Manything makes basic home security free for those of us with iOS devices. Free home security? How can that be? All those devices, switches, and cameras cost money, don’t they? Well, yes, they do. However, you won’t need them. This system lets you use your iOS device to monitor your home. This sounds pretty cool, so let’s take a look at it.
What Is Manything?
Basically it’s an iOS app for iOS 6.0 and later. The app works on iPhones, iPads, and iPod Touch devices. It’s optimized for iPhone 5, meaning it works the best with that device. However, it works fine with all the devices listed above as long as they are running iOS 6.0 or later. The app itself is free. Since you already own the device with the camera that will be used, although, it probably wasn’t free when you got it, you won’t have to pay for new cameras.
How Does Manything Work?
The app takes over control of the camera on your iOS device and basically turns it into a closed circuit surveillance camera for your home. Unlike low cost video cameras or webcams, the video quality the app produces is the same quality as the camera app on your device, so you’ll get to see excellent detail in the images. That said, the program has a Settings page that will allow you to specify the video quality based upon the type of network connection the device is using.
How Do I Get It?
Getting the Manything app is simple. You can go to their site or open the iTunes App Store, and search for Manything. There are two versions — one for iPad and the other for iPhone and iPod Touch. Click to download it, and, in iTunes, sync your device once the app is downloaded.
When you launch the app for the first time, you’ll be asked to register with the Manything site. After that, you can begin recording, or you can configure the app to suit your needs. The app has motion sensing technology, so you can enable that, set the trigger threshold, and place your device somewhere the camera can see the area you want covered. With motion sensing enabled, the app will only start recording when enough motion is detected to trigger the threshold. This saves you bandwidth, data allotments, and storage space, both on the site and on your device.
What Can Manything Do?
It has motion sensing technology to turn the camera on and off/start and stop recording. You can also bypass that and use the click to start recording method. One thing I like is that if you enable motion control, not only can you set the threshold at which the camera starts recording, you can also specify areas, motion detection zones, that will trigger the sensor. This means that if the camera covers an area that you don’t need covered for recording, you can exclude it. For example, I can place my iPod Touch so that the camera covers the whole front room, but I can tell the app to only start recording if it sees motion by my new couch. That way I know when Fido jumps on it.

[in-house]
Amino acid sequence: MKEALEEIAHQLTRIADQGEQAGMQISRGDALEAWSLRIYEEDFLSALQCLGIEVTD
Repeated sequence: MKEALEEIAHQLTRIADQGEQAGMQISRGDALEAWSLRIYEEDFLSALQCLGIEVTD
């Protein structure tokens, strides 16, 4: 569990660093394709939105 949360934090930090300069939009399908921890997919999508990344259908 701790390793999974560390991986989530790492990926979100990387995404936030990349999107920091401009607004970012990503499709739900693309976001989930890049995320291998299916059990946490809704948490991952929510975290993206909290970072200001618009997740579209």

I also mentioned that the video quality is adjustable. The video quality settings are based upon two things: the frame rate and the data rate. If you’re using the device’s cellular connection to transmit data, you might want to use a lower frame and data rate. However, if you’re like me, you use your Wi-Fi connection, bump it up to high quality 24 frames per second and 700 kilobytes per second (kbps) to get the best quality video.
The app also lets you take time-lapse video and still frame captures. It also has network loss protection and power recovery features, so even if the power goes out or the network connection is lost during recording, recording will continue. Video is sent to the Manything servers (it’s password protected during account setup), so it can be viewed anywhere you can browse the web. My only real problem with it is that you have to login every time you launch the app. I’m hoping they change that in newer versions.
What are Users Saying?
Honestly, not much yet. The app seems to be pretty new and there are only three reviews in the iTunes App store. Two reviewers state that they have yet to get it to work for them, while the other loves it. I must point out that it appears these reviews are only for the current version because it has an overall three and half star rating with 66 ratings.
Overall, this is a pretty cool little app. The FAQs aren’t there yet, or they wouldn’t open for me on my iPod Touch, but they do have a helpful short video on YouTube that walks you through the program a bit. Like I said, my only problem with it so far is that you have to login every time you launch the app.